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Obviously a Solstice coupe knock off. LOL
 

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Discussion Starter · #4 ·
Actually, I didn't let him drive my car, I drove both of us in each car and then we went for a run each in his own car (which is when he lost the acceleration contest) - I consoled him by telling him how much better his car sounded.

I build my cars and have always been very reluctant to allow anyone but me drive them. Probably comes from building race cars for so many years - if it breaks, it better be me that broke it!
 

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Discussion Starter · #6 ·
The car my friend bought was a convertible with soft top. That's what you'd no doubt opt for. The coupes like the one pictured did not have a removable top. I have never had my Solstice coupe top off - I'd have preferred that it be welded in place!
 

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Bill, you have no idea how stubborn I am either. When my A/C failed, my parents offered to buy the compressor for me and have it installed.. I threw so many fits taking it to 3 mechanics. After everything, they paid $600 and I no longer want people to touch my car. It's my only child.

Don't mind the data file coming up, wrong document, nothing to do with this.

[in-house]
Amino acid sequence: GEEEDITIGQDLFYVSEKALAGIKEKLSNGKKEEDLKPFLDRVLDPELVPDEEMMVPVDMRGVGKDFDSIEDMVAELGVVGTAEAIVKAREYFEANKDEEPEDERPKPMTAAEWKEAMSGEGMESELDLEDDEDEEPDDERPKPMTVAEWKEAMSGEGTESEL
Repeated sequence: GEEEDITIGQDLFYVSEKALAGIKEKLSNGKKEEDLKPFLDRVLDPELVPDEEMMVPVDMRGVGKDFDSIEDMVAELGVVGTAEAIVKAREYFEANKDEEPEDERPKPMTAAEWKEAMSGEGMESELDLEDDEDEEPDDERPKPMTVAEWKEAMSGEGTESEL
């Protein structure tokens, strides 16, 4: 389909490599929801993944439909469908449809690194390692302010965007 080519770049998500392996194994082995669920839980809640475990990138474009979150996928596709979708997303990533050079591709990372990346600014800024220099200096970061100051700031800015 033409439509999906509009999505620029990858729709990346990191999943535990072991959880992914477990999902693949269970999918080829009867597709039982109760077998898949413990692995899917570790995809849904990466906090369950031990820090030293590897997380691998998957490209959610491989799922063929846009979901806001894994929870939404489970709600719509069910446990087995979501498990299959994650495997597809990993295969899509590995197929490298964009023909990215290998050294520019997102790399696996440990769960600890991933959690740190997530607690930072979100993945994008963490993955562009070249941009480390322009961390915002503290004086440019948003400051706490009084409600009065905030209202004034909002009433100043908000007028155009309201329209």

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Bill, thanks for the post and your views. Interesting to note as you said, how the few upgrades to our suspension makes our KAPPA a great handling car.
 

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ZOK suspension in total.
Or ZOK sway bars and ZOK shocks and springs.
Backbone/Probeam(or different manufacturer)/VenomBrace
You could also delete the ZOK shocks and springs and go with coil overs from other manufacturers.
A good set of tires!!!!
 

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What LV said... but in 'bang for the buck' order, I'd say:

1) Backbone and Probeam
2) ZOK sway bars (maybe rear-only, for non-track cars)
3) Tires
4) ZOK shocks and springs -or- other coilovers (if you don't mind height and ride compromises)

1) and 3) are absolute requirements (but #3's cost drops it in the 'bang for the buck' order)
 

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a good friend of mine has had an 04 z4 2.5i for some time now. the 2.5 is the small engine, basically making it slightly faster than a miata considering the weight pf the car (3200 i think). its a nice car. it rides very smooth...smoother than my gxp with stock suspension and a rear beam, but the gxp is tuned for speed and high speed handling.